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Pete Monaghan: Rounding up the trust

Tuesday 02 December 2014

Three top tips on rebuilding trust in the workplace from Acas North West Area Director Pete Monaghan.

 

Pete Monaghan

Pete Monaghan is Area Director for Acas in the North West. He has worked for Acas for 20+ years in a variety of roles. He retains an active interest in the development of Employee Voice in the context of the Engagement debate.

Peter Monaghan, blog author

Most economies, like most people, crave stability and yet constantly seem to hatch schemes that will bring about change.

One thing that is certain is that organisations that are agile enough to respond positively and effectively to change will emerge in a better place than those that find change difficult to handle. Sometimes this change is small - a minor alteration to our routine perhaps. At other times it is profound and makes us yearn for normality again.

Researchers at Bath University have found that, in order for this cycle of predictability and upheaval at work to be manageable, we need to come to terms with our own sense of vulnerability. And to be able to do this, we need to learn to 'trust'.

But trust can be hard to win among employees who may feel anxious about their future job prospects or frustrated by their levels of pay, or just generally disengaged. And it can be equally hard to win among line managers charged with the onerous task of laying off staff or bringing in new working patterns.  

In her report, 'Where has all the trust gone?', Professor Veronica Hope-Hailey quotes an old Dutch saying: "trust comes on foot, but leaves on horseback". Much of the work Acas does with organisations is about dealing with the aftermath of this departure of trust.

So how do we do it? Here are my three tips to rebuilding trust.

Firstly you need to be open and honest, and share as much information you can as soon as you can. This includes bad or difficult news - the plain fact is that people hate being kept in the dark, it just makes the rebuilding relationships process much harder.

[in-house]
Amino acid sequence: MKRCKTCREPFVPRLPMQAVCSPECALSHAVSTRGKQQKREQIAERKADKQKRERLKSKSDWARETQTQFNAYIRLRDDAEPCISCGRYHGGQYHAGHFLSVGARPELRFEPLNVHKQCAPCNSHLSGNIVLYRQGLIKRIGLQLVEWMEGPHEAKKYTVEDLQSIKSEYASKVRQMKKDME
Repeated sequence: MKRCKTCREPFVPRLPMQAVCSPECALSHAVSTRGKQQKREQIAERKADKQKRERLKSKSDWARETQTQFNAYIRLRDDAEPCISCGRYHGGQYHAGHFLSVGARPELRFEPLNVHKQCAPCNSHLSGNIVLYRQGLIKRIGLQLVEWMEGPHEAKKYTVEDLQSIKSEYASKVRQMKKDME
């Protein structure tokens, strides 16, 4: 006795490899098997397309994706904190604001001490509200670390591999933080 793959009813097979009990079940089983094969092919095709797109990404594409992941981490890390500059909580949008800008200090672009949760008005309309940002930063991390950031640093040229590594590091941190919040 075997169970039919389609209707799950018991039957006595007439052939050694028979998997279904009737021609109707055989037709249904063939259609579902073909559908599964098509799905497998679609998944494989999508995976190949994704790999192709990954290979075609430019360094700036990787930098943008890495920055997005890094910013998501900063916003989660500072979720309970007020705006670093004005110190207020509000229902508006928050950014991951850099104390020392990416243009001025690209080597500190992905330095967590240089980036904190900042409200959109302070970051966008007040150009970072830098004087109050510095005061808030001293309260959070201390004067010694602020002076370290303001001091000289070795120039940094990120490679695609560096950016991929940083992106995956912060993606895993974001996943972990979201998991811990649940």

Developments in Social Media have undoubtedly aided communications but such platforms also provide an easy outlet for gossip and rumour where there is an information gap. Don't hide behind the curtain of confidentiality - is it really confidential or is it just difficult to say?

Once everyone is in the same place at more or less the same time, you can make a start, slowly at first, getting dialogue going again. Confidence is the key: why should someone believe that this is the best way to go if you have led them astray before? Managers need to be honest about mistakes they have made in the past.

Secondly, there is often much work to be done with the way leaders lead - how they communicate their strategy and vision.  Research suggests that leaders who regularly "walk the floor" and deliver regular face to face, future focused, "state of the nation" type briefings contribute much to levels of employee engagement.

Thirdly, remember that the people who know most about the business you work in are those that do the work. You're more likely to find the best way to resolve problems by collaborating and working together.

Ask people what options there are to resolve the problem, genuinely take suggestions on board and feed back to those that contribute whether you take up their ideas or not.  And if not, explain why - it may be to do with factors beyond your control such as budgetary pressures, new legislation or government policy.

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